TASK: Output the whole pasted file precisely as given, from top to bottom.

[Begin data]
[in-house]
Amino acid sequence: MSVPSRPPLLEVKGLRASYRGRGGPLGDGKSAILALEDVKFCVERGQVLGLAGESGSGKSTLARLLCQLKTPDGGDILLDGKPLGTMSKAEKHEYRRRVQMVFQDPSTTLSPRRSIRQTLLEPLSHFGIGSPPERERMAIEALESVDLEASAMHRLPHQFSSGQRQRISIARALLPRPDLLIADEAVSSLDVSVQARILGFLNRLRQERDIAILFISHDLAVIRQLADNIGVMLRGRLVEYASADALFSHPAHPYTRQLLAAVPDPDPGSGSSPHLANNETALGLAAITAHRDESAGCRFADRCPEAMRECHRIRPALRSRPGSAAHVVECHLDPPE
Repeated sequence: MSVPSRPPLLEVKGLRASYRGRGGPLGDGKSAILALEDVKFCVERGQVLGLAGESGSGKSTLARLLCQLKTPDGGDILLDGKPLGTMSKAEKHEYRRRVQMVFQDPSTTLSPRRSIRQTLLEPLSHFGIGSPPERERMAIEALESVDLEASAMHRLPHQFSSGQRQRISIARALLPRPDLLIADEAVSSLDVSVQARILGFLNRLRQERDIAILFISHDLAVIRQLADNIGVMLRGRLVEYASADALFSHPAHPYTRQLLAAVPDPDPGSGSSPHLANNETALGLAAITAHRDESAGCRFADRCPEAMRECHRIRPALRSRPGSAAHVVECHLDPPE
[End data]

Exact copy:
[in-house]
Amino acid sequence: MSVPSRPPLLEVKGLRASYRGRGGPLGDGKSAILALEDVKFCVERGQVLGLAGESGSGKSTLARLLCQLKTPDGGDILLDGKPLGTMSKAEKHEYRRRVQMVFQDPSTTLSPRRSIRQTLLEPLSHFGIGSPPERERMAIEALESVDLEASAMHRLPHQFSSGQRQRISIARALLPRPDLLIADEAVSSLDVSVQARILGFLNRLRQERDIAILFISHDLAVIRQLADNIGVMLRGRLVEYASADALFSHPAHPYTRQLLAAVPDPDPGSGSSPHLANNETALGLAAITAHRDESAGCRFADRCPEAMRECHRIRPALRSRPGSAAHVVECHLDPPE
Repeated sequence: MSVPSRPPLLEVKGLRASYRGRGGPLGDGKSAILALEDVKFCVERGQVLGLAGESGSGKSTLARLLCQLKTPDGGDILLDGKPLGTMSKAEKHEYRRRVQMVFQDPSTTLSPRRSIRQTLLEPLSHFGIGSPPERERMAIEALESVDLEASAMHRLPHQFSSGQRQRISIARALLPRPDLLIADEAVSSLDVSVQARILGFLNRLRQERDIAILFISHDLAVIRQLADNIGVMLRGRLVEYASADALFSHPAHPYTRQLLAAVPDPDPGSGSSPHLANNETALGLAAITAHRDESAGCRFADRCPEAMRECHRIRPALRSRPGSAAHVVECHLDPPE